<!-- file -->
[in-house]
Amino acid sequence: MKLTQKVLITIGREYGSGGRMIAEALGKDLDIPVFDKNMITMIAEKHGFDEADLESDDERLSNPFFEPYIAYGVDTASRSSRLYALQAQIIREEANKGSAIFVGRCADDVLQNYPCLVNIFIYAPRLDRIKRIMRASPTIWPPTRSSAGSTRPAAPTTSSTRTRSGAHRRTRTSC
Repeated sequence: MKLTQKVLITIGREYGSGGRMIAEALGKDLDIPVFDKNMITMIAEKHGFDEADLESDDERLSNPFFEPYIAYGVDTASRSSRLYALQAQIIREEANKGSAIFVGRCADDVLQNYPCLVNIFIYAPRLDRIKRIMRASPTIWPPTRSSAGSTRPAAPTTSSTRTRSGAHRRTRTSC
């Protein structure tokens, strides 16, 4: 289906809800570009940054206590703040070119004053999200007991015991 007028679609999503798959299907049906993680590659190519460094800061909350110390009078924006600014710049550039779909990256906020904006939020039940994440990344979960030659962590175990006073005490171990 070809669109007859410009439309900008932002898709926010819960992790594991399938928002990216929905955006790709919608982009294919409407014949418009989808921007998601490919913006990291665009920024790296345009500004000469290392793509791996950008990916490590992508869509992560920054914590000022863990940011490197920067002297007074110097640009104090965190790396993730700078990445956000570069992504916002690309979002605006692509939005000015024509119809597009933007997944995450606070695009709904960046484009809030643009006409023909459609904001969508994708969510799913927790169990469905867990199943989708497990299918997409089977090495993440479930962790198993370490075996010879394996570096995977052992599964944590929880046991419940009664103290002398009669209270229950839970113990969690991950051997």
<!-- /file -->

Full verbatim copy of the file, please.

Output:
[in-house]
Amino acid sequence: MKLTQKVLITIGREYGSGGRMIAEALGKDLDIPVFDKNMITMIAEKHGFDEADLESDDERLSNPFFEPYIAYGVDTASRSSRLYALQAQIIREEANKGSAIFVGRCADDVLQNYPCLVNIFIYAPRLDRIKRIMRASPTIWPPTRSSAGSTRPAAPTTSSTRTRSGAHRRTRTSC
Repeated sequence: MKLTQKVLITIGREYGSGGRMIAEALGKDLDIPVFDKNMITMIAEKHGFDEADLESDDERLSNPFFEPYIAYGVDTASRSSRLYALQAQIIREEANKGSAIFVGRCADDVLQNYPCLVNIFIYAPRLDRIKRIMRASPTIWPPTRSSAGSTRPAAPTTSSTRTRSGAHRRTRTSC
């Protein structure tokens, strides 16, 4: 289906809800570009940054206590703040070119004053999200007991015991 007028679609999503798959299907049906993680590659190519460094800061909350110390009078924006600014710049550039779909990256906020904006939020039940994440990344979960030659962590175990006073005490171990 070809669109007859410009439309900008932002898709926010819960992790594991399938928002990216929905955006790709919608982009294919409407014949418009989808921007998601490919913006990291665009920024790296345009500004000469290392793509791996950008990916490590992508869509992560920054914590000022863990940011490197920067002297007074110097640009104090965190790396993730700078990445956000570069992504916002690309979002605006692509939005000015024509119809597009933007997944995450606070695009709904960046484009809030643009006409023909459609904001969508994708969510799913927790169990469905867990199943989708497990299918997409089977090495993440479930962790198993370490075996010879394996570096995977052992599964944590929880046991419940009664103290002398009669209270229950839970113990969690991950051997």